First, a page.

SAN FRANCISCO -- Is it possible the U.S. Open is undergoing a personality change? Can the world's meanest major be developing a fun gene?
Those sounds you heard Saturday at The Olympic Club were actual roars caroming off the tree-lined fairways of this beautiful and brutal course. If the USGA has a heart -- and recent MRI analysis shows that it just might -- the fourth and (maybe) final round of this U.S. Open could set a record for goose bumps and weirdness.
Look at the leaderboard. It's more bunched than a NASCAR restart.
1 -- Graeme McDowell (-1)
1 -- Jim Furyk (-1)
3 -- Fredrik Jacobson (+1)
T14 -- Among others, Tiger Woods (+4)
Don't get me wrong -- nobody walks off the Olympic Club course saying, "Wheeeee! Can we do that again?" There still were lots of slammed clubs, lots of ugly numbers, and lots of Dr. Evil bounces and lies. The USGA might have a soft spot, but it's the size of a ball marker.
Furyk has endorsement deals with an energy drink company and a Scotch whisky maker. After Saturday's adventures, he might become the first person to drink both at the same time.
And for all of us who thought Woods was locked and loaded for a third-round masterpiece, guess what? His swing and putter chose the worst possible time to take afternoon naps.
"I'm definitely still in the ballgame," Woods said. "I'm only 5 back, and that's certainly doable on this golf course, for sure."
He might be right, but Woods can't afford a repeat of Saturday. He bogeyed two of the first three holes, three of the first six and four of the first eight. Or to put it another way: He's now a stroke behind a high schooler with braces.
That would be the 17-year-old amateur Hossler, who is reason enough to tune in Sunday. Hossler's caddie is his godfather. Name another caddie who was in the delivery room when his player was born. We'll wait.
Hossler wears a visor the size of a poolside umbrella. I think I saw him nervous once, but that isn't confirmed.
"I still have the goal to be low amateur, but my goal now is to win the tournament," he said.
Hossler has every shot but very few expressions. He acts as if he's playing for his Rancho Santa Margarita High School team, not at a major. If he keeps this up, there's an outside chance he could kiss the U.S. Open trophy before he kisses his date at senior prom.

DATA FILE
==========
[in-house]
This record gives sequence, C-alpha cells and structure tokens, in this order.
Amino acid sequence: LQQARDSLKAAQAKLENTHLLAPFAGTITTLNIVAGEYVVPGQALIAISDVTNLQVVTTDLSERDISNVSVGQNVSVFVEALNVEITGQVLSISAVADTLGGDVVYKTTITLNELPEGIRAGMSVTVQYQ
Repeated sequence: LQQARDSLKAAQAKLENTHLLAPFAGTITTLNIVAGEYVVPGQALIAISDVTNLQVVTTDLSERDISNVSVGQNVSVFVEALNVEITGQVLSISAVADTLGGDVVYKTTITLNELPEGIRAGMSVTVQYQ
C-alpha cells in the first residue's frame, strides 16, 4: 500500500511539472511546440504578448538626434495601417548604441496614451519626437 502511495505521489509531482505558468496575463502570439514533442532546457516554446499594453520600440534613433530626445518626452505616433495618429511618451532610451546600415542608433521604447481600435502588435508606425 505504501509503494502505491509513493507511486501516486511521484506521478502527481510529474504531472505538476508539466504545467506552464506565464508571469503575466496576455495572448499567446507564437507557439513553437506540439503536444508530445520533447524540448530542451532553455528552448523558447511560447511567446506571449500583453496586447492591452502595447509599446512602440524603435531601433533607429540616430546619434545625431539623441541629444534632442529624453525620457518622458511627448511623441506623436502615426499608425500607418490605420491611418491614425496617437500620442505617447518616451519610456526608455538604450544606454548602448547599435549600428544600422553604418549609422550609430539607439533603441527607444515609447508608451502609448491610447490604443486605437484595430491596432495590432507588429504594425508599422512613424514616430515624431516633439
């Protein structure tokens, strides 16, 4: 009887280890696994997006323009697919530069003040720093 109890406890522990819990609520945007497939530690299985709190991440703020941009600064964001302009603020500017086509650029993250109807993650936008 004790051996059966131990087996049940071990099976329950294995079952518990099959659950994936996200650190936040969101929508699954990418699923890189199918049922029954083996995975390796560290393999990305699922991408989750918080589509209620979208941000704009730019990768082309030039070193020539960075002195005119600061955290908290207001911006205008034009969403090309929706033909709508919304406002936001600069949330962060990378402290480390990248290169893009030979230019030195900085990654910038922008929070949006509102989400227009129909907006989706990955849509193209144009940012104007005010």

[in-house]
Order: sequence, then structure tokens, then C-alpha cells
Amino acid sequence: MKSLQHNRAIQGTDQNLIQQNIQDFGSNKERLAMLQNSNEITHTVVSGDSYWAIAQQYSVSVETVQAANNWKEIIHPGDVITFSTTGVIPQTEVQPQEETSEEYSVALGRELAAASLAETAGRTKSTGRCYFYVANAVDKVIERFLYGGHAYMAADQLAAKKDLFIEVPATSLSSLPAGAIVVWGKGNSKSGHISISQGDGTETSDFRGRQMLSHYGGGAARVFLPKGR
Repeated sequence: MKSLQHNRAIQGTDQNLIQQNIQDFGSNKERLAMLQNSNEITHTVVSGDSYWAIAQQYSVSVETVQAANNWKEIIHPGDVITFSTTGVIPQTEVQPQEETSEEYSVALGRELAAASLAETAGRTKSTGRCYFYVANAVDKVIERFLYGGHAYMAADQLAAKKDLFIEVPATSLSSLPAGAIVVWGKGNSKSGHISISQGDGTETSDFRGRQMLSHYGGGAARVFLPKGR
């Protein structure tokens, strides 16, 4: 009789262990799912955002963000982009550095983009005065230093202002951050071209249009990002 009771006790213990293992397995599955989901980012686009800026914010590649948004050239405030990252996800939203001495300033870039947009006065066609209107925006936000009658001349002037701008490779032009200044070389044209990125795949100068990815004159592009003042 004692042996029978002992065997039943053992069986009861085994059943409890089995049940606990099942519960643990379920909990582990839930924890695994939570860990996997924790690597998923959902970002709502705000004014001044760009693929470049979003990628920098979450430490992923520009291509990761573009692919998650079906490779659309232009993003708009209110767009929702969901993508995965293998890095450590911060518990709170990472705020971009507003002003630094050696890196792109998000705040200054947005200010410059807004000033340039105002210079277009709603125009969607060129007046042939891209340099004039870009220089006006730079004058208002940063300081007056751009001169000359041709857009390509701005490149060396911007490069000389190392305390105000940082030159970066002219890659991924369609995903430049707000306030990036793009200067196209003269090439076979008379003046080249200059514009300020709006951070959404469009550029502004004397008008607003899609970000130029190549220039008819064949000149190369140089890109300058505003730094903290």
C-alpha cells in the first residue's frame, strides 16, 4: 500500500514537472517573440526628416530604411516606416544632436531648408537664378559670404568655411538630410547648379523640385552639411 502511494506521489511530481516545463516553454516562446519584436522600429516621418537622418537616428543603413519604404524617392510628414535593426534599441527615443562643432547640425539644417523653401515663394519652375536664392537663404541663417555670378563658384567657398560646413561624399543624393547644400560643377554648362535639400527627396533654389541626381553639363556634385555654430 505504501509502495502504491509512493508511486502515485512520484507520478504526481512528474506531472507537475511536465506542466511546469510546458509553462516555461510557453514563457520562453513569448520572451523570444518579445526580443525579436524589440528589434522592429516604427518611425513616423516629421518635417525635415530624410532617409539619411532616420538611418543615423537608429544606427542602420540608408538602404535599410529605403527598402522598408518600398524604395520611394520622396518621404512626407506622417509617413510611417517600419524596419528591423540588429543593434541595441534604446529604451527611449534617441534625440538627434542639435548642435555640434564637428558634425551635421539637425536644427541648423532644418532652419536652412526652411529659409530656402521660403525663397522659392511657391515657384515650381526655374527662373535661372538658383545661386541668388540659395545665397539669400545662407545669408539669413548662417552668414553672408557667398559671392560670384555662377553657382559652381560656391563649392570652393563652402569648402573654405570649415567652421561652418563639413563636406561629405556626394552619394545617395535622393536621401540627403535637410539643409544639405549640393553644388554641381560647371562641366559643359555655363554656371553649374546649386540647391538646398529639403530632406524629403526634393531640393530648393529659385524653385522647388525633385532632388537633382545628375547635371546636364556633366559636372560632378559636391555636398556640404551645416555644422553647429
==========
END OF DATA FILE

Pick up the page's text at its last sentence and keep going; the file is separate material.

OK, that's a long shot. McDowell or Furyk winning this thing is a short shot.
McDowell and Furyk don't have what you'd describe as classic swings. Furyk's swing, in particular, looks like a physics project.
But if you ever get in a bar fight with a course such as that at Olympic, you want them on your side. They can take a punch and give one, too.
Both players have won a U.S. Open (Furyk in 2003, McDowell in 2010). Both of them refuse to take no for an answer. And both of them will show up Sunday absolutely convinced they can win again.
They are grinders. "Workmanlike" is the word McDowell used to describe their styles. At this place, that's a compliment. And a necessity.
"I was happy that I got myself emotionally in the right place today," McDowell said. "Probably for the first time this week, I actually enjoyed the round of golf. It was quite nice out there."
Quite nice? What's happened to our Open?
There are more Sunday storylines than flagsticks at The Olympic Club. You can't swing a wedge without hitting one of them.
The short list:
Can Sweden's Jacobson, who lives in the same Florida town as Tiger, win his first major?
Can Peterson, playing in his first major, record another hole-in-one? (He aced the 180-yard, par-3 13th.)
Can Westwood, the highest-ranked player left in the field (No. 3 in the world) end one of the great golf bridesmaid streaks? The 39-year-old Westwood has 10 top-10 finishes in majors and seven top-3 finishes. He's been so close that it borders on cruelty.
"I've probably been in contention in major championships more than anybody else," he said matter of factly.
If you had to pick a guy other than Furyk or McDowell to leave San Francisco with extra trophy luggage, it would be Westwood. He doesn't stress. Ask him about the pressures of playing professional golf, and he gives you a lesson in perspective.
"It's not a bad way to pass time," he said.
Westwood understands what The Olympic Club and a major can do to players. So he puts on the happy face and says he has plenty of game to win Sunday. And nobody disagrees.
And then there is Els, whose last major victory came at Muirfield in the 2002 Open Championship. But he knows what it takes to win one of these things. He won the 1994 and 1997 U.S. Opens. The question is: Does his swing remember, too?
I'm missing someone. That's because there's a cast of tens that can still hoist that trophy Sunday night. In fact, don't be surprised if the P-word is mentioned more than a few times.
I'm rooting for U.S. Open Sunday chaos. I'm rooting for a USGA Sunday course setup that gives us what we got Saturday.
Just enough fun. Just enough pain.